Health & Science

Self Care For Parents In the Time of Coronavirus

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Self-care is a term in heavy rotation right now as most of us hunker down with our families during this stressful pandemic. Unfortunately, it’s also one that most parents feel guilty about putting into practice. 

Between caring for little ones and maybe even grandparents too, helping kids adapt to new homeschool routines, and worrying about house-bound neighbors, it’s easy to stress yourself out making sure everyone else is okay—which might be especially true for parents who are putting on a brave, cheerful face for the benefit of their children. But as those super-smart flight attendants say before every takeoff, you’ve got to put your own oxygen mask on first before helping anyone else.

“Basic survival dictates you take care of your basic needs,” says Miami family therapist Tania Paredes, Ph.D. “You can’t pour from an empty cup.” 

Rather than being selfish or even indulgent, self-care has benefits that extend beyond parents to the entire family. In fact, research shows that parental burnout has a negative effect on every member of the family—so self-care is an act of caring for your kids.

Plus, making the time for self-care is probably a lot easier and less time-consuming than you think. “Self-care during a pandemic can be as simple as showering and getting dressed or having a short FaceTime call with a friend while having a cup of coffee,” Paredes says. “Make it easy.” 

That last part is key because the more seamless self-care folds into this new existence, the more likely you are to keep it up, perhaps even long after this pandemic is over. Here are a few easy ways parents can practice self-care during the time of coronavirus. 

Finally give meditation a try. 

If you think it sounds hokey, consider that meditation is really just about paying attention to something we do all day every day anyway: Breathing. Physiologically, deep abdominal breathing creates a relaxation response in the body, according to the medical experts at the Cleveland Clinic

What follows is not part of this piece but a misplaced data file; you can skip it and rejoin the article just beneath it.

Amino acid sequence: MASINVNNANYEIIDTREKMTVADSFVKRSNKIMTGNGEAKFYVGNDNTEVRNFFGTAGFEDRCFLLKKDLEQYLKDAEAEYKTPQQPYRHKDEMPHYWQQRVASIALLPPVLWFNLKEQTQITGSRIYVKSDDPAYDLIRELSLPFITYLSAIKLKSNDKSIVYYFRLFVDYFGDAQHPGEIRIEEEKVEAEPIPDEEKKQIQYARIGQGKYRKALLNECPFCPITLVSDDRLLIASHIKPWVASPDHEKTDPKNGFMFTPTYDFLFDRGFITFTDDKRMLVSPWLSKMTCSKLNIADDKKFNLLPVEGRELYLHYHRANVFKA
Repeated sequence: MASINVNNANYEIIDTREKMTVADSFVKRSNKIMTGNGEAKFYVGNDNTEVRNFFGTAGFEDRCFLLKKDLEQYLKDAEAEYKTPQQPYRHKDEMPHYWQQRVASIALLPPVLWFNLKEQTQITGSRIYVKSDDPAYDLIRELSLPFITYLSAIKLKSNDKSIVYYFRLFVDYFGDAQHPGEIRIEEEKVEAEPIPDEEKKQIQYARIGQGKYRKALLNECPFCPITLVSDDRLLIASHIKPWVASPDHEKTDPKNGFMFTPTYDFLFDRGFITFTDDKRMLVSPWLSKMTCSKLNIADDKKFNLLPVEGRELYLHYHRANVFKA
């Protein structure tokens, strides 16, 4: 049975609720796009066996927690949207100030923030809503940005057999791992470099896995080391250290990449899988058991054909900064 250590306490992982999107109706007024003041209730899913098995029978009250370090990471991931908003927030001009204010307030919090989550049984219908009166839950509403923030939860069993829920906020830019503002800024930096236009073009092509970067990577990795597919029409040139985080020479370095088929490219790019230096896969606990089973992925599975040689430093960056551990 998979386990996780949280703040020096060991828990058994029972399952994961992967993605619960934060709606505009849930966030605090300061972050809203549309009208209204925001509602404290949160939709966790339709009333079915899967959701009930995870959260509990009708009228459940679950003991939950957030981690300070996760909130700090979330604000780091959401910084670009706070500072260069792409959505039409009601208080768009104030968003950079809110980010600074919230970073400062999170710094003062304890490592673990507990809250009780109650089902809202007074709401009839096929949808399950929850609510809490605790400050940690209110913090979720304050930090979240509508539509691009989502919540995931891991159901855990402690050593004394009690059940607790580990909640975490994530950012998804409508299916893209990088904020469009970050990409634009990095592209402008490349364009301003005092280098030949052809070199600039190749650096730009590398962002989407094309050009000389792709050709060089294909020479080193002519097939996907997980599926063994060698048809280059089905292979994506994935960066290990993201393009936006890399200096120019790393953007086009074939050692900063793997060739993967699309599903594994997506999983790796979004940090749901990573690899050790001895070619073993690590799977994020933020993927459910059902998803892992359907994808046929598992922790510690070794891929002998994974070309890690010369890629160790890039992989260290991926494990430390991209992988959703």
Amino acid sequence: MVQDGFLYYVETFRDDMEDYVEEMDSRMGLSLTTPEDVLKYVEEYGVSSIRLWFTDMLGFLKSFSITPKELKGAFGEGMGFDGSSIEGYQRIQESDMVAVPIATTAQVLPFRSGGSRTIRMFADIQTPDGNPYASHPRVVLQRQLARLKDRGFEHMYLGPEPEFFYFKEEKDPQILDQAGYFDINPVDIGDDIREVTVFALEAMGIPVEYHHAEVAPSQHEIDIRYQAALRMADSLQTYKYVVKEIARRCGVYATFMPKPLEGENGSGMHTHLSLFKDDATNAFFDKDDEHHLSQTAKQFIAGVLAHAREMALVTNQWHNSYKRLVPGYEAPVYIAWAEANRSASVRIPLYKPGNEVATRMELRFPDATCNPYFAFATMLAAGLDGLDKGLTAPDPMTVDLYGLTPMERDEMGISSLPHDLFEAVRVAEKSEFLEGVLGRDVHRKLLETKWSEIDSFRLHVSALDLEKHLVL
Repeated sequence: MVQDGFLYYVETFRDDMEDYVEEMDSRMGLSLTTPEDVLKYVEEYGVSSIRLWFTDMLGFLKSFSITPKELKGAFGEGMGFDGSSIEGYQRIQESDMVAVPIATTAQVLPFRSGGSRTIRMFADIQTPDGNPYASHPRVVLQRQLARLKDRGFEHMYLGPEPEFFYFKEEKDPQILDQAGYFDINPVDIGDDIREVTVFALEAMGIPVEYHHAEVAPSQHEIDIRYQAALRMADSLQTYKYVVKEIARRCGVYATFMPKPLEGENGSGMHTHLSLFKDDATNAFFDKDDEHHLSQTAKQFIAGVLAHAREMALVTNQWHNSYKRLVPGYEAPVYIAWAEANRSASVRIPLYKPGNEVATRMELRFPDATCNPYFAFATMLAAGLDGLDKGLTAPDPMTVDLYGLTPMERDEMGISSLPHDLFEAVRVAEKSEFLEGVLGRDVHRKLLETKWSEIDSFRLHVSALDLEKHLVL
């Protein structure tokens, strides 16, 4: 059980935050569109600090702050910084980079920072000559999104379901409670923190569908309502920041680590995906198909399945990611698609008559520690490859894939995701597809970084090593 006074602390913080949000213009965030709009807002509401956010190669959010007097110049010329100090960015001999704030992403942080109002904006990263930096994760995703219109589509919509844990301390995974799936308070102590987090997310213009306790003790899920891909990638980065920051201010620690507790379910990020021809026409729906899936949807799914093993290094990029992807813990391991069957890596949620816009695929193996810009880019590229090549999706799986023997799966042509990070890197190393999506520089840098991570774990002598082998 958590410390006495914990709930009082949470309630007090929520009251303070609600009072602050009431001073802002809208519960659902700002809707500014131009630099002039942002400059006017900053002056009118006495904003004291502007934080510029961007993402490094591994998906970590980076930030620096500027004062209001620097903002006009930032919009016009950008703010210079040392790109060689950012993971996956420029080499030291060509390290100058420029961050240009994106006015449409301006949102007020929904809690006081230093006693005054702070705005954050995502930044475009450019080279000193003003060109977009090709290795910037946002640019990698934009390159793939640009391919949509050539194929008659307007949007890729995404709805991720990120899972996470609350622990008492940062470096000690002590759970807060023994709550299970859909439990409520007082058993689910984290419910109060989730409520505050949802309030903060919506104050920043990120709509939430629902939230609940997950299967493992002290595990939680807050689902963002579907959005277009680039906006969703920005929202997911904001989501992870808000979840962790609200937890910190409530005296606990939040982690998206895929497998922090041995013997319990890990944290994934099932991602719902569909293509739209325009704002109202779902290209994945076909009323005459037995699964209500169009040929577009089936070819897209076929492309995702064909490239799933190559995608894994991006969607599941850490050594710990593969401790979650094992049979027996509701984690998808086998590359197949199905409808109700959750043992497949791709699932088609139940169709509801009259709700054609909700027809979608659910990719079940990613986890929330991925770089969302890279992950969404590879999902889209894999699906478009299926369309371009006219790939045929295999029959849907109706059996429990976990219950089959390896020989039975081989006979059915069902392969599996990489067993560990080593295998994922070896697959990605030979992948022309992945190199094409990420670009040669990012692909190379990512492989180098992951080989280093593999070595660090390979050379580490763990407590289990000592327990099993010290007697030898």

There are so many great meditation apps and websites out there (Headspace and Calm are two of our favorites), and many are giving away classes for free right now. Sessions can be as short as five minutes; in most cases, you determine the length depending on how much time you have. There’s a ton of research behind meditation’s effectiveness, and it’s the kind of thing you can do when you go to bed or right before you wake up, or while you’re hiding in the bathroom trying to get a few precious moments to yourself. There are even walking and cooking meditations that allow you to keep doing what you need to do while simultaneously taking time for yourself. 

If your kids can’t leave you alone even for just five minutes (we feel you), get them involved. There are also family-friendly meditations, so you can include them but still take care of you, too.

Have a “date night” walk with your significant other or heck, go on a walk by yourself for a change. 

Some experts say it’s one of the most instantly gratifying things you can do, and being outdoors is scientifically shown to improve mood and well-being. One mom told us on Facebook, “I took a nice little bike ride the other day during sunset, and it felt great. It was a small, simple gesture for myself, but needed.”

If you need time alone with your thoughts and have another adult at home to watch the kids (or if your kids are old enough to take care of themselves for a stretch of time), try to slip away on your own when you can—or take a walk with your partner to enjoy some adult conversation after a day of childcare and homeschooling. If your kids are little and need to come along, ask them to walk a bit ahead (assuming they can still adhere to social distancing while you keep an eye on them) so you can take a moment to appreciate the sounds of nature and the change of scenery.

If you’ve got outdoor space, don’t wait until your kids want to play to use it.

Another Facebook mom told us she tells her family she’s “taking the dog out” then heads to the backyard to pull weeds and get some sun on her own. Sure, it’s a little white lie, but we’ll never tell.